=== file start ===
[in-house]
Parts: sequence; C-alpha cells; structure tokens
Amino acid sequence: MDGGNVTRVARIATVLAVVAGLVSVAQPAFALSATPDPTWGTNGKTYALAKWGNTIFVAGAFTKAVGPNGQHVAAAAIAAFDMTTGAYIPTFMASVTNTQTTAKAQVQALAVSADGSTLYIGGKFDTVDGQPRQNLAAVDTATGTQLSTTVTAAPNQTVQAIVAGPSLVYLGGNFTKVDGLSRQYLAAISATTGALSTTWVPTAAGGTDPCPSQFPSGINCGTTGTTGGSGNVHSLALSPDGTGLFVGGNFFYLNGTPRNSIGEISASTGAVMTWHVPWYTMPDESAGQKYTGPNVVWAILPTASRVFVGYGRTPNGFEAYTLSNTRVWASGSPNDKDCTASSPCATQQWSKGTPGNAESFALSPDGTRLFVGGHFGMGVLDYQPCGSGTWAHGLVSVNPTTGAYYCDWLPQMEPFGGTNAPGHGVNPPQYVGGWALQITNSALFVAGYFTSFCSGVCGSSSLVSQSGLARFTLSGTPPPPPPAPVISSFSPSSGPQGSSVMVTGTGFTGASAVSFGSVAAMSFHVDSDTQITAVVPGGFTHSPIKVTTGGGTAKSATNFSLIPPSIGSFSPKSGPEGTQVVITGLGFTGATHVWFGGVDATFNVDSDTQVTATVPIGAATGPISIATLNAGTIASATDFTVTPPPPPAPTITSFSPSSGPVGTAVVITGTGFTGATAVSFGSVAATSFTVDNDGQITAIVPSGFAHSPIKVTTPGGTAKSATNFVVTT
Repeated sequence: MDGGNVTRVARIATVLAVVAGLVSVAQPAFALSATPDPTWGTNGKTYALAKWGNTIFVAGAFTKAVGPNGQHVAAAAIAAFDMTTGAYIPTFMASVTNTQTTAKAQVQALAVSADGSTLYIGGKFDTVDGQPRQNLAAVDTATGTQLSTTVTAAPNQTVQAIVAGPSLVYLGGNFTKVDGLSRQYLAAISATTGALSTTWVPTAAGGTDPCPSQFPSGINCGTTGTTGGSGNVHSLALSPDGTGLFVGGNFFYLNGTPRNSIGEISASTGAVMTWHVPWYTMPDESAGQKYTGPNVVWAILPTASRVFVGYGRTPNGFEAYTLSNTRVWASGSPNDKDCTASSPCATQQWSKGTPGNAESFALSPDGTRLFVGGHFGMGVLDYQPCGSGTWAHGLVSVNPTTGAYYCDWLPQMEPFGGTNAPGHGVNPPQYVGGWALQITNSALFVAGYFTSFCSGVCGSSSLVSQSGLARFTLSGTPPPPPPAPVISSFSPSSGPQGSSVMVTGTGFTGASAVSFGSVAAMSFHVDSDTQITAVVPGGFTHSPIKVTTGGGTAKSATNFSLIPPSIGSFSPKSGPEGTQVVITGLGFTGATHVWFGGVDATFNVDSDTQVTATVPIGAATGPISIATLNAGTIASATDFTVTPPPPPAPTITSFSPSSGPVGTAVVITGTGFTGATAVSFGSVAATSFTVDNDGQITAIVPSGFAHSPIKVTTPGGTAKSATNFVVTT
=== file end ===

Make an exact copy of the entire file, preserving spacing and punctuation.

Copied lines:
[in-house]
Parts: sequence; C-alpha cells; structure tokens
Amino acid sequence: MDGGNVTRVARIATVLAVVAGLVSVAQPAFALSATPDPTWGTNGKTYALAKWGNTIFVAGAFTKAVGPNGQHVAAAAIAAFDMTTGAYIPTFMASVTNTQTTAKAQVQALAVSADGSTLYIGGKFDTVDGQPRQNLAAVDTATGTQLSTTVTAAPNQTVQAIVAGPSLVYLGGNFTKVDGLSRQYLAAISATTGALSTTWVPTAAGGTDPCPSQFPSGINCGTTGTTGGSGNVHSLALSPDGTGLFVGGNFFYLNGTPRNSIGEISASTGAVMTWHVPWYTMPDESAGQKYTGPNVVWAILPTASRVFVGYGRTPNGFEAYTLSNTRVWASGSPNDKDCTASSPCATQQWSKGTPGNAESFALSPDGTRLFVGGHFGMGVLDYQPCGSGTWAHGLVSVNPTTGAYYCDWLPQMEPFGGTNAPGHGVNPPQYVGGWALQITNSALFVAGYFTSFCSGVCGSSSLVSQSGLARFTLSGTPPPPPPAPVISSFSPSSGPQGSSVMVTGTGFTGASAVSFGSVAAMSFHVDSDTQITAVVPGGFTHSPIKVTTGGGTAKSATNFSLIPPSIGSFSPKSGPEGTQVVITGLGFTGATHVWFGGVDATFNVDSDTQVTATVPIGAATGPISIATLNAGTIASATDFTVTPPPPPAPTITSFSPSSGPVGTAVVITGTGFTGATAVSFGSVAATSFTVDNDGQITAIVPSGFAHSPIKVTTPGGTAKSATNFVVTT
Repeated sequence: MDGGNVTRVARIATVLAVVAGLVSVAQPAFALSATPDPTWGTNGKTYALAKWGNTIFVAGAFTKAVGPNGQHVAAAAIAAFDMTTGAYIPTFMASVTNTQTTAKAQVQALAVSADGSTLYIGGKFDTVDGQPRQNLAAVDTATGTQLSTTVTAAPNQTVQAIVAGPSLVYLGGNFTKVDGLSRQYLAAISATTGALSTTWVPTAAGGTDPCPSQFPSGINCGTTGTTGGSGNVHSLALSPDGTGLFVGGNFFYLNGTPRNSIGEISASTGAVMTWHVPWYTMPDESAGQKYTGPNVVWAILPTASRVFVGYGRTPNGFEAYTLSNTRVWASGSPNDKDCTASSPCATQQWSKGTPGNAESFALSPDGTRLFVGGHFGMGVLDYQPCGSGTWAHGLVSVNPTTGAYYCDWLPQMEPFGGTNAPGHGVNPPQYVGGWALQITNSALFVAGYFTSFCSGVCGSSSLVSQSGLARFTLSGTPPPPPPAPVISSFSPSSGPQGSSVMVTGTGFTGASAVSFGSVAAMSFHVDSDTQITAVVPGGFTHSPIKVTTGGGTAKSATNFSLIPPSIGSFSPKSGPEGTQVVITGLGFTGATHVWFGGVDATFNVDSDTQVTATVPIGAATGPISIATLNAGTIASATDFTVTPPPPPAPTITSFSPSSGPVGTAVVITGTGFTGATAVSFGSVAATSFTVDNDGQITAIVPSGFAHSPIKVTTPGGTAKSATNFVVTT